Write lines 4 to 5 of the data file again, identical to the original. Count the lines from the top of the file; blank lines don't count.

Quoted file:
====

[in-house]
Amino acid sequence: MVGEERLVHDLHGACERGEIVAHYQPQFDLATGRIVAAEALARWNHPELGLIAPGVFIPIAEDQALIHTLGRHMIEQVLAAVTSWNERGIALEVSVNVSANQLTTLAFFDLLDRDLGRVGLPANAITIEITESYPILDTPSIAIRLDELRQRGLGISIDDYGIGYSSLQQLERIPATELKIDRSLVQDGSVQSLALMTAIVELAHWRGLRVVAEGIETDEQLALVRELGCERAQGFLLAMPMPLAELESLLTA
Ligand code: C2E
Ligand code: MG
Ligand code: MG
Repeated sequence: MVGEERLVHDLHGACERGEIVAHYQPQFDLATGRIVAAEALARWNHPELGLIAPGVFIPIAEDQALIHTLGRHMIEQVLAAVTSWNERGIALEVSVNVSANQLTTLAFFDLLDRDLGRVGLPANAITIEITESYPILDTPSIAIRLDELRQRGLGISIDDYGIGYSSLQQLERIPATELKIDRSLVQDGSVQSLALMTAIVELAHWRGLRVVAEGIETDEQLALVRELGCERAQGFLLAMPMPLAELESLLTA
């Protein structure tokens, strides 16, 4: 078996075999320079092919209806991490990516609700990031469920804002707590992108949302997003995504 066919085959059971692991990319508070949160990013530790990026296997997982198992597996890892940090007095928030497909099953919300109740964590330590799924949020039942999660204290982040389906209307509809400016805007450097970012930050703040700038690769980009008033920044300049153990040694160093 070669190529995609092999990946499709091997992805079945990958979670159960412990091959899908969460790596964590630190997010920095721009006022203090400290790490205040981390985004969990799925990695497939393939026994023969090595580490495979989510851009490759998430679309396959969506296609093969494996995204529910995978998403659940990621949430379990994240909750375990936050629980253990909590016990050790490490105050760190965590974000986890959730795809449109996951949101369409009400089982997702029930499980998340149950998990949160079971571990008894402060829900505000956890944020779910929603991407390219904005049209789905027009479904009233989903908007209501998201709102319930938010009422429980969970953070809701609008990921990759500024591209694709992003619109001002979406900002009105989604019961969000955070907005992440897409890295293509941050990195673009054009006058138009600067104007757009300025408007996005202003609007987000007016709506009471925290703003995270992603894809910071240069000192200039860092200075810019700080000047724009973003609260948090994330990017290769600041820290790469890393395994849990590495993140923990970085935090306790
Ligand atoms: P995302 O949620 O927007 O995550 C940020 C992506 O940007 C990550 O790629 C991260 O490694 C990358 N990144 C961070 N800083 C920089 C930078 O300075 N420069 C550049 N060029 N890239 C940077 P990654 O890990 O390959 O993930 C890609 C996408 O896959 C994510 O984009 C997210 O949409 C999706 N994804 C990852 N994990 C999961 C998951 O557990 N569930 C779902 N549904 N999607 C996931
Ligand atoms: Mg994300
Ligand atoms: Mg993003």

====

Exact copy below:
Ligand code: MG
Ligand code: MG